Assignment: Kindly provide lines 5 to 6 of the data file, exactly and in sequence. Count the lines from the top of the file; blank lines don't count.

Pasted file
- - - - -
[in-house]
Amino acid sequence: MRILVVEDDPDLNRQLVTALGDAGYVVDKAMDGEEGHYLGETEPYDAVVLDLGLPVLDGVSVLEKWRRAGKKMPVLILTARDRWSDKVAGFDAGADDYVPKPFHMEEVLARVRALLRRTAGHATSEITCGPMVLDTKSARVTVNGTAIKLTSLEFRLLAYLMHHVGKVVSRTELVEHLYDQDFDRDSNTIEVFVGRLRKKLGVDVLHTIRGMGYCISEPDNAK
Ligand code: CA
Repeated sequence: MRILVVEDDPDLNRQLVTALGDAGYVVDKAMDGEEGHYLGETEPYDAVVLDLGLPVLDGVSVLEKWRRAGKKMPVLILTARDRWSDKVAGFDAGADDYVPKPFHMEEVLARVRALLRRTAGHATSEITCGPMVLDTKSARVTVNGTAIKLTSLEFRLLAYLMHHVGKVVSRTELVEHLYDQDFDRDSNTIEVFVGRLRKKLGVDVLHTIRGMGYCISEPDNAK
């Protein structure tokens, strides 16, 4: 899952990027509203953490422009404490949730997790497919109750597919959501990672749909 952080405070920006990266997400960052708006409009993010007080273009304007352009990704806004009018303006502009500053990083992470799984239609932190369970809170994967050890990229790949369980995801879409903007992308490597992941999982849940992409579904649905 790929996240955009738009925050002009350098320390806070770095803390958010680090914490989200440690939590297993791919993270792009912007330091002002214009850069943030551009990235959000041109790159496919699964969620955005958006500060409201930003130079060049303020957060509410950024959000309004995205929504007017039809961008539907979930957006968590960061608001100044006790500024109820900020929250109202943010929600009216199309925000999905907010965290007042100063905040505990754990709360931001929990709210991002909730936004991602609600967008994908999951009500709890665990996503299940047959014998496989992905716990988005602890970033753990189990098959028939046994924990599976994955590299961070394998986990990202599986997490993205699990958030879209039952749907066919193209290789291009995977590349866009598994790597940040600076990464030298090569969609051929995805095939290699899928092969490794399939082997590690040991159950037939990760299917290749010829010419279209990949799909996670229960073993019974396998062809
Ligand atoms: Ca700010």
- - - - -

């Protein structure tokens, strides 16, 4: 899952990027509203953490422009404490949730997790497919109750597919959501990672749909 952080405070920006990266997400960052708006409009993010007080273009304007352009990704806004009018303006502009500053990083992470799984239609932190369970809170994967050890990229790949369980995801879409903007992308490597992941999982849940992409579904649905 790929996240955009738009925050002009350098320390806070770095803390958010680090914490989200440690939590297993791919993270792009912007330091002002214009850069943030551009990235959000041109790159496919699964969620955005958006500060409201930003130079060049303020957060509410950024959000309004995205929504007017039809961008539907979930957006968590960061608001100044006790500024109820900020929250109202943010929600009216199309925000999905907010965290007042100063905040505990754990709360931001929990709210991002909730936004991602609600967008994908999951009500709890665990996503299940047959014998496989992905716990988005602890970033753990189990098959028939046994924990599976994955590299961070394998986990990202599986997490993205699990958030879209039952749907066919193209290789291009995977590349866009598994790597940040600076990464030298090569969609051929995805095939290699899928092969490794399939082997590690040991159950037939990760299917290749010829010419279209990949799909996670229960073993019974396998062809
Ligand atoms: Ca700010």